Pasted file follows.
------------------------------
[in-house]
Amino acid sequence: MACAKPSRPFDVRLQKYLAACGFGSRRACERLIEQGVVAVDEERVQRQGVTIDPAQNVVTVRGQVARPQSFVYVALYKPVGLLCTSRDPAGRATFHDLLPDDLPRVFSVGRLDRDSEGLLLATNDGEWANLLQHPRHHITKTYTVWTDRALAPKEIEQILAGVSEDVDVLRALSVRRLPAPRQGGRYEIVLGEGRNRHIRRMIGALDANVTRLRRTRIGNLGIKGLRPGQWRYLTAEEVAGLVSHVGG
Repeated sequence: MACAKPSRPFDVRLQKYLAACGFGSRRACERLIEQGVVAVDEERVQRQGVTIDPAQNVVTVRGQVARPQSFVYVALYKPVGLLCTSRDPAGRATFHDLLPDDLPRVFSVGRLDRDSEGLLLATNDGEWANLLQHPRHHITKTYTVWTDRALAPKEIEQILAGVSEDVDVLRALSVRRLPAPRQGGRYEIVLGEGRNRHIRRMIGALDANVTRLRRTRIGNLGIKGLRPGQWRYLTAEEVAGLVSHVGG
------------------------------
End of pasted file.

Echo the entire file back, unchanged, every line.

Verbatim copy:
[in-house]
Amino acid sequence: MACAKPSRPFDVRLQKYLAACGFGSRRACERLIEQGVVAVDEERVQRQGVTIDPAQNVVTVRGQVARPQSFVYVALYKPVGLLCTSRDPAGRATFHDLLPDDLPRVFSVGRLDRDSEGLLLATNDGEWANLLQHPRHHITKTYTVWTDRALAPKEIEQILAGVSEDVDVLRALSVRRLPAPRQGGRYEIVLGEGRNRHIRRMIGALDANVTRLRRTRIGNLGIKGLRPGQWRYLTAEEVAGLVSHVGG
Repeated sequence: MACAKPSRPFDVRLQKYLAACGFGSRRACERLIEQGVVAVDEERVQRQGVTIDPAQNVVTVRGQVARPQSFVYVALYKPVGLLCTSRDPAGRATFHDLLPDDLPRVFSVGRLDRDSEGLLLATNDGEWANLLQHPRHHITKTYTVWTDRALAPKEIEQILAGVSEDVDVLRALSVRRLPAPRQGGRYEIVLGEGRNRHIRRMIGALDANVTRLRRTRIGNLGIKGLRPGQWRYLTAEEVAGLVSHVGG